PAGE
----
Campus News

Oberlin Connects with Accepted Students in New Ways

April 12, 2020

Communications Staff

campus looking at Wilder Bowl.
An aerial view of Wilder Bowl.
Photo credit: Matthew Lester

In light of the COVID-19 pandemic, accepted students are being offered new ways to experience Oberlin—without actually coming to campus.

Learn about the online events and resources available for those students in this Q&A with Vice President and Dean of Admissions and Financial Aid Manuel Carballo, Associate Dean of the College of the Arts and Sciences Laura Baudot, Vice President for Communications Ben Jones, Senior Associate Dean for Academic Affairs Peter Swendsen, and Conservatory Admissions Counselor Ryan Dearon.

In light of the COVID-19 pandemic, All Roads Lead to Oberlin efforts have moved completely online. What’s been the administration’s strategy to successfully execute this program virtually?

Manuel Carballo: Our strategy has been much more involved than simply translating the traditional All Roads Lead to Oberlin programming to a virtual space. Programming has evolved way beyond the three planned on-campus sessions, with various new entry points for students and their families. The focus has been threefold: to offer lots of great content that reveals different aspects of the Oberlin community; to provide opportunities for engagement with our students, faculty, and staff through interactive sessions; and to allow spaces for admitted students to engage with each another. Having these opportunities available right when decisions were released was important. 

Laura Baudot: Right away, we developed an even greater level of strategic collaboration among Admissions, Communications, and the Deans' Offices in order to mobilize the entire campus for our yield efforts. The faculty in particular have been incredibly responsive and helpful. As Manuel mentioned, it was important to not confine outreach and programming to the previously-scheduled All Roads dates, but instead to begin well-orchestrated and varied programming and outreach immediately following the release of decisions. We will continue these efforts up until the enrollment deadline. Connecting with admitted students “live” as often as possible also has been a critical piece. The Uncovering COVID-19 course was designed to help them connect to the institution, specifically to Oberlin students and faculty.  We were thrilled when more than 500 admitted students enrolled in the course!

Ryan Dearon: For the Conservatory Admissions Office, we have been trying our best to offer similar experiences for our admitted students to experience Oberlin. Our strategy is focused on addressing the questions of admitted students and their families, and providing opportunities for the admitted students to connect with our current student body. To implement this, we have organized various virtual options throughout this month.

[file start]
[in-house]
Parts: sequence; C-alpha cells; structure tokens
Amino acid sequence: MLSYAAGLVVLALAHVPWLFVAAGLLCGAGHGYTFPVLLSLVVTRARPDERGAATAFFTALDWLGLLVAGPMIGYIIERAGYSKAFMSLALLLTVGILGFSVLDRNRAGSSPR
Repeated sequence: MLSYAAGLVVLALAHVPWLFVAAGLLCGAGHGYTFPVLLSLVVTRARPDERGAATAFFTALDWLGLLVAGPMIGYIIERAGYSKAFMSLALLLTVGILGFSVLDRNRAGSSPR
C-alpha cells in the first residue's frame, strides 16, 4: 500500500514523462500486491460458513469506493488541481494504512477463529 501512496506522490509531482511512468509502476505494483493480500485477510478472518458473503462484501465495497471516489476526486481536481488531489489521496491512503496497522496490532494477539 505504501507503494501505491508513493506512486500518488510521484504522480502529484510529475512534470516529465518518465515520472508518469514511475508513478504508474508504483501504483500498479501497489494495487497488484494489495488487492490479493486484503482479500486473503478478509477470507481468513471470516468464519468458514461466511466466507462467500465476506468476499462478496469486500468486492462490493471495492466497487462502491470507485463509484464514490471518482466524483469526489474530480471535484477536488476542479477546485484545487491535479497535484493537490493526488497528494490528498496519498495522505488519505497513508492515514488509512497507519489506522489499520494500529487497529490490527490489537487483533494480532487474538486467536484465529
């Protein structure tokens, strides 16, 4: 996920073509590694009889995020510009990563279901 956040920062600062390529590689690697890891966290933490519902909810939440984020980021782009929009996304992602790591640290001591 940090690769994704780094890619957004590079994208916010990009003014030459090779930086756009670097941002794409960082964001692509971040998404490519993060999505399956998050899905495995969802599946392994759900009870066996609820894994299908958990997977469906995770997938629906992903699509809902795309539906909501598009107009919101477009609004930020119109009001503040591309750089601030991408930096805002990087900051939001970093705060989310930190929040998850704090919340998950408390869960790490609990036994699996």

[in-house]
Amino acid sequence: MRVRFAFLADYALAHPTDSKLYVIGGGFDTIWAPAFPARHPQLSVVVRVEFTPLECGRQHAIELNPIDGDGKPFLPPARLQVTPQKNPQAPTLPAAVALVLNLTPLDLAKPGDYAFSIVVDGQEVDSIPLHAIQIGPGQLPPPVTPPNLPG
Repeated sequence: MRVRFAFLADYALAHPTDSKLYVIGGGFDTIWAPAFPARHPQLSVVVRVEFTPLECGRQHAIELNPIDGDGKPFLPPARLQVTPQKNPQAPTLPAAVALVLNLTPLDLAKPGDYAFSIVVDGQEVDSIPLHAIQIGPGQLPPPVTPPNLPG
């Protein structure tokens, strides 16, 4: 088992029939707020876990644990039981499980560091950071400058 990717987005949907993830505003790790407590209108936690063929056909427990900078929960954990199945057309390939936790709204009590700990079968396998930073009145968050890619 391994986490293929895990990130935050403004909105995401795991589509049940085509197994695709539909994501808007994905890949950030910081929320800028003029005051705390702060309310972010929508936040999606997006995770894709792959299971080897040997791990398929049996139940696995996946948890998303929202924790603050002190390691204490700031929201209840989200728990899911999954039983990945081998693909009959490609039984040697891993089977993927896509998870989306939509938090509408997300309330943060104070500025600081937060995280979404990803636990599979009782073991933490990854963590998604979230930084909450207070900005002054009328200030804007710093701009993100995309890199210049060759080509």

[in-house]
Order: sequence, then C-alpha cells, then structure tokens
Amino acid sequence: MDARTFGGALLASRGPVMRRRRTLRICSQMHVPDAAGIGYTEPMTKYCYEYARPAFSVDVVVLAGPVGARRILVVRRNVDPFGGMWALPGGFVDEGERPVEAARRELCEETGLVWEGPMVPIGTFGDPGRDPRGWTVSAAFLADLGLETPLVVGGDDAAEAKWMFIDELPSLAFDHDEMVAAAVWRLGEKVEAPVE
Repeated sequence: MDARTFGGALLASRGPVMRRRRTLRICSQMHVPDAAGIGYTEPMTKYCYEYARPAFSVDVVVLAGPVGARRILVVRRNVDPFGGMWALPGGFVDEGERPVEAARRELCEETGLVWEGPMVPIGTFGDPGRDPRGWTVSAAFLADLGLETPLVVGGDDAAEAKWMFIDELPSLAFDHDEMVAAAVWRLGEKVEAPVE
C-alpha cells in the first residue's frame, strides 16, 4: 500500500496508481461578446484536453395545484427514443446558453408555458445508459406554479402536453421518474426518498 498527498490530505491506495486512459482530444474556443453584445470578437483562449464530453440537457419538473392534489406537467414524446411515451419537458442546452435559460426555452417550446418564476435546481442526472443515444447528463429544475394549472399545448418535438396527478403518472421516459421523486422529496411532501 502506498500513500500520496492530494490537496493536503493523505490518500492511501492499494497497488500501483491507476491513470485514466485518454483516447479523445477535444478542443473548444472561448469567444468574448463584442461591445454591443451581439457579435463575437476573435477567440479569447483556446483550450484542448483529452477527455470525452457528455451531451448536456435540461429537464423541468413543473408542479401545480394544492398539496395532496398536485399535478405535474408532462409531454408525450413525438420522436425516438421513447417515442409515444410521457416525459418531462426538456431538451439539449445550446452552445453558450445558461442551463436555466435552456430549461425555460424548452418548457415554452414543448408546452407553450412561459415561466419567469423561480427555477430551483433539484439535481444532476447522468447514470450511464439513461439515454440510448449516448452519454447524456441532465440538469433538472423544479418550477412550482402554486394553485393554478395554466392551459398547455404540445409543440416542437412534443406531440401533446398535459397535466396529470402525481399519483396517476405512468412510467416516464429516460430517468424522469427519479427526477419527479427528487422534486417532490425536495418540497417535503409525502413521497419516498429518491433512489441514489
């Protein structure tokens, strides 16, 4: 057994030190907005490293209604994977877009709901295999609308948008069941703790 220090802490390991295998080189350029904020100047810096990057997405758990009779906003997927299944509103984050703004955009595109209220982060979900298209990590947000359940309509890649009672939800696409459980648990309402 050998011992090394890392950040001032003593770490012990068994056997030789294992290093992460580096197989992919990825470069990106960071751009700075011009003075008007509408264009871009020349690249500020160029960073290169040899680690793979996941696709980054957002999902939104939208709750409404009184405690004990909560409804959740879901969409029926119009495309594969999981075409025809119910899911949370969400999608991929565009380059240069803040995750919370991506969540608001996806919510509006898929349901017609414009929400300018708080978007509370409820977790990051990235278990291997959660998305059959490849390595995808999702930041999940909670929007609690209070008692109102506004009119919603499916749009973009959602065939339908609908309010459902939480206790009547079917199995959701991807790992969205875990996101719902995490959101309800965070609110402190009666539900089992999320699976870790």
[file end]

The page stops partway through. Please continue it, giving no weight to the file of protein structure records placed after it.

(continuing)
Ben Jones: Video has played a critical role in helping admitted students learn about Oberlin’s special culture and community. Last week we invited all students to submit short videos about any aspect of their Oberlin lives and experiences — a favorite place, class, professor, club, memory, or even just what they’re missing most. The videos have started to roll in and they are wonderful! We are currently working on a similar initiative for faculty. In addition to the DIY videos, our media producer, Mathias Reed, has been working around the clock to produce original video features such as the virtual campus tour and virtual conservatory tour, in addition to archiving all of the live webinars for on-demand viewing, such as the Deans’ welcome, the Music Opportunities for A&S Students panel, and the Housing and Dining panel.

Can you describe the kinds of virtual events that have taken place so far?

Manuel Carballo: From virtual Q&A sessions, virtual hangouts, daily opportunities to sit in on live classes via Zoom, and themed panels, there have been a lot to choose from. One of the most exciting events was our Virtual Academic Fair, which included representation from all College departments and allowed admitted students to attend departmental open houses via Zoom to have their questions answered and meet the faculty in their departments of interest.

Ryan Dearon: Thus far, the Conservatory Admissions Office has offered "Con Chats" to meet current students and learn about student culture, Q&A sessions for admitted conservatory and double degree students, a Facebook Live event, a welcome from our deans in the Conservatory, and we have also recorded our tour and information session for those who haven't been to campus to see and learn a bit about the Conservatory. There is still so much more to come!

Ben Jones: The Conservatory just announced Oberlin Stage Left — as in, the only stage left! — a series of live performances, lectures, and related programming that will feature Conservatory faculty and students as well as some special guests.